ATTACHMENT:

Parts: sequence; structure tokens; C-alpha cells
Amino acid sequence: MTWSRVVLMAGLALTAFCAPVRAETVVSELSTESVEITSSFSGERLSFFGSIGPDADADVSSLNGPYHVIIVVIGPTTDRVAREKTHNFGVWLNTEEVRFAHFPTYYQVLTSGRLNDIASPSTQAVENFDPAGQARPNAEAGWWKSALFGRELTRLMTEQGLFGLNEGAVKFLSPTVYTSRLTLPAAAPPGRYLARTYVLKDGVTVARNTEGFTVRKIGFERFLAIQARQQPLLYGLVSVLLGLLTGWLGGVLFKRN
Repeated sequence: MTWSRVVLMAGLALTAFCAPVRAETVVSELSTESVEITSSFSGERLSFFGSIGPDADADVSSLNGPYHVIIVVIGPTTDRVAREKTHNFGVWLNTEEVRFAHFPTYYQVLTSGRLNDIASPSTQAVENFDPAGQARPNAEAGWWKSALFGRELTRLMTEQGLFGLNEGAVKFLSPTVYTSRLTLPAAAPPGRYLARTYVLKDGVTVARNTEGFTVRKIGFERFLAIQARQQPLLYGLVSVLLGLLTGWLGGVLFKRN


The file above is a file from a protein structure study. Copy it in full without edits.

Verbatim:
Parts: sequence; structure tokens; C-alpha cells
Amino acid sequence: MTWSRVVLMAGLALTAFCAPVRAETVVSELSTESVEITSSFSGERLSFFGSIGPDADADVSSLNGPYHVIIVVIGPTTDRVAREKTHNFGVWLNTEEVRFAHFPTYYQVLTSGRLNDIASPSTQAVENFDPAGQARPNAEAGWWKSALFGRELTRLMTEQGLFGLNEGAVKFLSPTVYTSRLTLPAAAPPGRYLARTYVLKDGVTVARNTEGFTVRKIGFERFLAIQARQQPLLYGLVSVLLGLLTGWLGGVLFKRN
Repeated sequence: MTWSRVVLMAGLALTAFCAPVRAETVVSELSTESVEITSSFSGERLSFFGSIGPDADADVSSLNGPYHVIIVVIGPTTDRVAREKTHNFGVWLNTEEVRFAHFPTYYQVLTSGRLNDIASPSTQAVENFDPAGQARPNAEAGWWKSALFGRELTRLMTEQGLFGLNEGAVKFLSPTVYTSRLTLPAAAPPGRYLARTYVLKDGVTVARNTEGFTVRKIGFERFLAIQARQQPLLYGLVSVLLGLLTGWLGGVLFKRN